Discover the Best Places in the World with Lonely Planet’s Ultimate Travelist

August 27, 2015 by Alexandra Gregg

Last week the definitive coffee table book graced the Flight Centre editorial desk. It caused intrigue, debate over a pizza lunch, and inspired us all to book our next holidays. Yep, you guessed it, that wondrous tome was Lonely Planet’s latest: the Ultimate Travelist. Much anticipated, this globetrotters’ guide ranks 500 of the best places on earth. Whether you agree, disagree or are indifferent, it makes for a fascinating read, especially for keen travellers. And with summer fading and winter drawing ever-closer, perhaps it’s time to add it to your Christmas wish list?

To give you a taster of what to expect, here’s the top 10:

Angkor Wat at sunset (Image: Mark Read/Lonely Planet images)

Angkor Wat at sunset (Image: Mark Read/Lonely Planet images)

1. The Temples of Angkor, Cambodia

What Lonely Planet said: “Even in a region as richly gifted as Southeast Asia, Angkor is something out of the ordinary – a literal representation of heaven on earth, hewn from thousands of sandstone blocks and carved floor-to-ceiling with legends.”

Aerial view of Heart Reef on Great Barrier Reef near Whitsunday Islands (Image: Matt Munro/Lonely Planet images)

Aerial view of Heart Reef near the Whitsunday Islands (Image: Matt Munro/Lonely Planet images)

2. Great Barrier Reef, Queensland, Australia

What Lonely Planet said: “The reef is a psychedelic underwater playground for divers and snorkellers. Even above the surface this vital ecosystem enthrals all who visit.”

Iconic Machu Picchu (Image: Philip Lee Harvey/Lonely Planet images)

Iconic Machu Picchu (Image: Philip Lee Harvey/Lonely Planet images)

3. Machu Picchu, Peru

What Lonely Planet said: “Gawping down at Machu Picchu after a lung-busting four-day hike is a rite of passage for travellers to Peru. But it’s not the outrageously dramatic Andean setting, nor the way the city clings to impossibly precipitous slopes that makes Machu Picchu so mind-blowing – it’s the fact that no-one really knows what happened here…”

Jiankou section of Great wall of China (Image: Mark Read/Lonely Planet images)

Jiankou section of Great wall of China (Image: Mark Read/Lonely Planet images)

4. Great Wall of China

What Lonely Planet said: “It’s a myth that you can see the Great Wall from space, but when confronted by the sight of this endless structure stretching off into infinite distance, it seems almost impossible that this wouldn’t be true.”

The riverside setting of the Taj Mahal (Image: Pete Seaward/Lonely Planet images)

The riverside setting of the Taj Mahal (Image: Pete Seaward/Lonely Planet images)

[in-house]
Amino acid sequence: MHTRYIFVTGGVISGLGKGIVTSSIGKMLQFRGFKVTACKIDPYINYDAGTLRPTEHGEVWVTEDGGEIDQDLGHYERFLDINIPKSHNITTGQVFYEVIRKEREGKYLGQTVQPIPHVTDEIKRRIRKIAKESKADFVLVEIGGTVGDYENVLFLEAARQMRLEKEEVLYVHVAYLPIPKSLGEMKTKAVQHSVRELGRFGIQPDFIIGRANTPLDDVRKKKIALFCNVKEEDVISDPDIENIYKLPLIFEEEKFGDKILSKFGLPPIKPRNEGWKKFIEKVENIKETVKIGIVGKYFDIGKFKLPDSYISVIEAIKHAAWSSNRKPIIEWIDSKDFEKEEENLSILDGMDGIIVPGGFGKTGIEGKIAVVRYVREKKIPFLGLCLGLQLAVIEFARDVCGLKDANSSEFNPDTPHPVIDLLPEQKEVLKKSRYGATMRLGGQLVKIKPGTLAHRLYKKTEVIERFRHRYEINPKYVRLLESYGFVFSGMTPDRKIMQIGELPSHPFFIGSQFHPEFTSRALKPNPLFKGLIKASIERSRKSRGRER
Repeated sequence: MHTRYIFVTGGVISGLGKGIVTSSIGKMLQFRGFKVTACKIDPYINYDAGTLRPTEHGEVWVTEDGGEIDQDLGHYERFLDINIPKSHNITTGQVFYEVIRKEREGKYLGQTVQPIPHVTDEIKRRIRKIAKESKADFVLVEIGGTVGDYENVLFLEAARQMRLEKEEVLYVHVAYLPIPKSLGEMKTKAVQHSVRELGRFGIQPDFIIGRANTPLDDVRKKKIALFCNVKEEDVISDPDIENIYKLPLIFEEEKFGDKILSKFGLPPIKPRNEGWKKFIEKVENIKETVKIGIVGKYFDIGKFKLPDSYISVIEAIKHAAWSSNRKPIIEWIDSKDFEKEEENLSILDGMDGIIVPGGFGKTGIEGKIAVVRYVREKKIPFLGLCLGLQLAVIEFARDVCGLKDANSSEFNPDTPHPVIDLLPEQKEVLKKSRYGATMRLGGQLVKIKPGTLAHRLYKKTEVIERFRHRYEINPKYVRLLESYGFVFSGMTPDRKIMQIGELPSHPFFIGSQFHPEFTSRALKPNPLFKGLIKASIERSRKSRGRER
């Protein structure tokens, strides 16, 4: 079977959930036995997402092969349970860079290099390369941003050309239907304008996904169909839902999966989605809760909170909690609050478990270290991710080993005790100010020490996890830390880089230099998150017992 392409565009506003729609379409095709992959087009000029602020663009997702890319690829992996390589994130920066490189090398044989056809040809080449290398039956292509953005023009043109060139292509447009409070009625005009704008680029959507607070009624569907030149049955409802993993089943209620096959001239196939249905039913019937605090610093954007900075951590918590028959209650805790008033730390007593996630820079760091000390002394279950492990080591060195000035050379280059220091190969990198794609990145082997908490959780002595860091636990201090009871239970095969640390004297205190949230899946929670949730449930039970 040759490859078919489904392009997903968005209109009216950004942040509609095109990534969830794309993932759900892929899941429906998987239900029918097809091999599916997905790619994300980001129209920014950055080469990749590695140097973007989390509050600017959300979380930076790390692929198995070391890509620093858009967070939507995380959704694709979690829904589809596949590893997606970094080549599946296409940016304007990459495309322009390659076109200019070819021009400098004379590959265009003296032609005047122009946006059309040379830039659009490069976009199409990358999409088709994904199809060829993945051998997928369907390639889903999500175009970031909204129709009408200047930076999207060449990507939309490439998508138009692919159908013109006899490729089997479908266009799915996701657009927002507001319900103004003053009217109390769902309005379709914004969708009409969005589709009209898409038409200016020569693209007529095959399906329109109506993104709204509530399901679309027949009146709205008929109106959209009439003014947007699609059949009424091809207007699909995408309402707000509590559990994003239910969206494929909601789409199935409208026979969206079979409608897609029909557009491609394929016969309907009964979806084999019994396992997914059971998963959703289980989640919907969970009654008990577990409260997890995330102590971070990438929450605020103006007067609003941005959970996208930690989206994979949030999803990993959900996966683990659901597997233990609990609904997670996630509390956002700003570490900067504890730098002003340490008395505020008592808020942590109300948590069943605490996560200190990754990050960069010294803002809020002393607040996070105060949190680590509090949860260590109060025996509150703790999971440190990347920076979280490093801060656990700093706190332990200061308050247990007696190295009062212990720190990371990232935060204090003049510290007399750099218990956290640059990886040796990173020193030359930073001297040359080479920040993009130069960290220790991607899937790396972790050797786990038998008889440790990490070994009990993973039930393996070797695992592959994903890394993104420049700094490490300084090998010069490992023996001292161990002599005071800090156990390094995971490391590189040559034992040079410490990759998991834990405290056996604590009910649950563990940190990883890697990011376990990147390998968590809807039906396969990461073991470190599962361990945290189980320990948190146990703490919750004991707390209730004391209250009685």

5. Taj Mahal, Agra, India

What Lonely Planet said: “The ghosts of Mughal India wander the gleaming marble courtyards, drifting like shadows under archways and floating behind latticework screens. There’s no other building in India that so perfectly encapsulates the attitudes and atmosphere of its era.”

Overview of Grand Canyon seen from South Rim (Image: Mark Read/Lonely Planet images)

Overview of Grand Canyon seen from South Rim (Image: Mark Read/Lonely Planet images)

6. Grand Canyon National Park, Arizona, USA

What Lonely Planet said: “Lit by flaming sunsets, filled with billowing seas of fog and iced with crystal dustings of snow, the mile deep, 277-mile-long Grand Canyon is nature’s cathedral.”

Rome's landmark arena (Image: Justin Foulkes/Lonely Planet images)

Rome’s landmark arena (Image: Justin Foulkes/Lonely Planet images)

7. The Colosseum, Rome, Italy

What Lonely Planet said: “Despite the gruesome shows that went on here, there’s no denying the majesty and grace of the arena. Less glam is what went on backstage: guided tours take the historically curious into the subterranean guts of the Colosseum where the full grunge, gore and filth of Roman gladiator combats come uncomfortably to life.”

The ethereal cascades of Iguazu Falls, straddling the Argentina-Brazil border (Image: Matt Munro/Lonely Planet images)

The cascades of Iguazu Falls, straddling the Argentina-Brazil border (Image: Matt Munro/Lonely Planet images)

8. Iguazu Falls, Argentina/Brazil

What Lonely Planet said: “These falls are mind-bogglingly mighty: tourist boats that ply the foaming plunge pools below look like matchsticks. Boardwalks also get you thrillingly close.”

Alhambra (Image: Pete Seaward/Lonely Planet images)

Alhambra (Image: Pete Seaward/Lonely Planet images)

9. Alhambra, Andalusia, Spain

What Lonely Planet said: “From afar, Alhambra’s fortress towers dominate the Granada skyline, the sheer red walls rising from woods of cypress and elm, set against a backdrop of the Sierra Nevada’s snow-capped peaks.”

The blue hues of Aya Sofya in Spain (Image: Mark Read/Lonely Planet images)

The blue hues of Aya Sofya in Spain (Image: Mark Read/Lonely Planet images)

10. Aya Sofya, Istanbul, Turkey

What Lonely Planet said: “It [Aya Sofya] is a huge, almost cosmic space, with a sense of vastness unmatched in its ancient era. Inside, the building reveals her treasures in stages: firstly soaring columns borrowed from ancient Greek and Roman cities; secondly, lofty galleries adorned with glittering mosaics. Then, the grand finale: the famous dome.”


Pick up a copy of Lonely Planet’s Ultimate Travelist today, available from the LP online store or on the high street, RRP £19.99.

Ultimate travelist cover


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About Alexandra Gregg

Once a roving local news reporter and now a travel-obsessed writer/sub, I'm head-over-heels for nature, wildlife and the ocean. When I'm not underwater or deploying a snorkel, I'm seeking out the sets of my favourite TV shows around the world. Tweet me @wonderg1rl